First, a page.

Errington School of Woodwork and Design, Vancouver Island British Columbia
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Sea Chest

Replica of the sea chest made for Captain James Cook, 1778

Replica of Captain James Cook's Sea Chest

41 in. x 22½ in.(w) x 23 in.
Quarter-sawn Western Red Cedar

This strongly constructed chest is made in the traditional manner, to replicate a chest made in 1778 for James Cook at Nootka Island. The material is old growth red cedar. It is a full one and a half inches in thickness throughout. The wide panels for this chest have been made up from narrower boards jointed together in 'slape' fashion. The main carcase has dovetailed corners, which are 'lapped' on the inside to accommodate the groove, into which the bottom panel of the chest fits. The bottom panel is solid red cedar and is mounted loosely. It is bevelled to allow for movement in the supporting woodwork as shrinkage occurs.

The top of the chest includes the lid and a batten to which it is fixed, with tee shaped strap type hinges. The brass hinges extend across the lid to impart some structural integrity, since they are bolted through to stout brass backing blocks on the underside of the lid. The lid is further reinforced with an oak spline at each end which tends to keep the lid flat. Two hasps are provided for security; these are made of cast brass.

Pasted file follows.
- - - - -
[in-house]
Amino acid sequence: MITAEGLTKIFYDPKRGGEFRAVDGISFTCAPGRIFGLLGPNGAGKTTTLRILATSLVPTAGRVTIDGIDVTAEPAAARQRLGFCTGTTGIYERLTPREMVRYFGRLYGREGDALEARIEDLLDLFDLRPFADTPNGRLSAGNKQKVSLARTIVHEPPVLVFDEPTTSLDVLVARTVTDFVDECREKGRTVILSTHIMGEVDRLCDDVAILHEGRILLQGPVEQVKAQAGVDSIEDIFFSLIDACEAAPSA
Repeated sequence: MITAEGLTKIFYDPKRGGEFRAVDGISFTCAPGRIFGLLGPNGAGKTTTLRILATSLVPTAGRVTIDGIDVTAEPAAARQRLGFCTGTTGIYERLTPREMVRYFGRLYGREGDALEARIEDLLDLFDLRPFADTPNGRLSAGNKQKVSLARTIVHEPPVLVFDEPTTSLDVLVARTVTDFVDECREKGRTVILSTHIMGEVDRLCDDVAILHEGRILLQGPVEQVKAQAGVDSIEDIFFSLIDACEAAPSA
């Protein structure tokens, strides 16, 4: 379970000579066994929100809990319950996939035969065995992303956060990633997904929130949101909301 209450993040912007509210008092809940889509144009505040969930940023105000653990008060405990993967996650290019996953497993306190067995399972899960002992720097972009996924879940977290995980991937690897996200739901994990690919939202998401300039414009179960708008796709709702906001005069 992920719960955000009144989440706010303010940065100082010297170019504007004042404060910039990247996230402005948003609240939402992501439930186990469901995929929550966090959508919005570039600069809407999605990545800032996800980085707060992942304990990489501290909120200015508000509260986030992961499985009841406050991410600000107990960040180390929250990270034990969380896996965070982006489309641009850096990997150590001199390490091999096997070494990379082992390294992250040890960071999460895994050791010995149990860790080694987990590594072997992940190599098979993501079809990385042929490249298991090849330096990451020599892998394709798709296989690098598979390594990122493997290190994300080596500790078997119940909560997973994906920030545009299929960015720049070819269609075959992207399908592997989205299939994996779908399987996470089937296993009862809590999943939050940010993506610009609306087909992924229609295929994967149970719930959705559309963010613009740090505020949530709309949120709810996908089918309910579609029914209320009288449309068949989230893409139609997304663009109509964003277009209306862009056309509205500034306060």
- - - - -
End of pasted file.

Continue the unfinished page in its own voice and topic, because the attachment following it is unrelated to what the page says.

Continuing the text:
This chest bears the name of 'James Cook', carved deeply on the front panel. No rank is indicated, simply the initials R.N. for Royal Navy. Also incised on the front of the chest is a Rose of York. James Cook was a native of Yorkshire. The White Rose is Yorkshire's emblem, and it is fitting for a famous son. The two end panels are also carved, one with the name Nootka, the other bears the date 1778.

All the hardware has been cast from specially made patterns. The hinges are screwed and riveted in place. The handles have massive brass backing blocks to support them.

The chest sits upon two oak skids, to keep it above a wetted deck, and to protect the bottom cedar panel.

The chest is finished with a soft oily varnish, typical of the eighteenth century. It is a handsome piece, and though originally designed to store two naval greatcoats, it has a capacity for more, as well as precious objects.

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